Since ancient times the umbrella has resided just above our heads in rain or shine. The umbrella first introduced itself to us over 2000 years ago in parts of Europe and ancient Egypt. In those times the umbrella population was dwindling to near-extinction numbers. It’s scarcity made its presence in public life a rare sight, and it gained a reputation of exoticism and a sign of cultural refinement. It’s functionality in human life, as a portable object able to be used to protect against rain and excessive sunlight, prompted its domestication. Across the world many species of umbrella flourish, reflecting their local geography and culture.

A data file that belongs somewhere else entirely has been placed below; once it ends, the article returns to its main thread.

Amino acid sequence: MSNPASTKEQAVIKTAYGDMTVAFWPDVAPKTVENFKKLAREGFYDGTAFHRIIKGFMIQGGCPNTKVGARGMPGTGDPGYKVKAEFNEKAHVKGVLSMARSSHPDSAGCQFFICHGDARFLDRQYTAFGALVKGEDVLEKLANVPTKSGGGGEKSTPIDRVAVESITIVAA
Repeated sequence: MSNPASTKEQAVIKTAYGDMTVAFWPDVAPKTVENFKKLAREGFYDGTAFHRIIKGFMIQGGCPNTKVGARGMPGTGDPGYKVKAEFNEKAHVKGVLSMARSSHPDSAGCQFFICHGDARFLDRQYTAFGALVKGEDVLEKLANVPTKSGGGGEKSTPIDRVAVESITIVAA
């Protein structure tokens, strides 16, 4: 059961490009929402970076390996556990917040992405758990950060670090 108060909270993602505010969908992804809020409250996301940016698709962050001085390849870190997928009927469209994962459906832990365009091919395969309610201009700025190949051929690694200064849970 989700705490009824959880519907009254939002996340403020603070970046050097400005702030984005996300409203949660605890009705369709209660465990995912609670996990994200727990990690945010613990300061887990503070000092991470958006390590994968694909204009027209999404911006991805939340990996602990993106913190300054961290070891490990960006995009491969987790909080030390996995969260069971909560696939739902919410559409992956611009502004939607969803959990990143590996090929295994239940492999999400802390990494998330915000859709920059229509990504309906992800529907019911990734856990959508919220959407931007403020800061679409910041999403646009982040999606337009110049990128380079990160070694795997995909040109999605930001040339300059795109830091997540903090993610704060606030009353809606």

The umbrellius polysporus is a particular umbrella species found primarily in urban environments. Laying dormant underneath the city’s underground, umbrellius polysporus comes to the surface as the first drops of rain fall on the ground. Humans have come to use them as protection against the rain, but their fragile bodies are easily broken with prolonged use. Most end up discarded into garbages where their bodies continue to feed on nearby electricity sources in order to grow and sporilate. These large umbrella colonies grow up lamp posts and produce new umbrellas that can eventually be picked off and reused.
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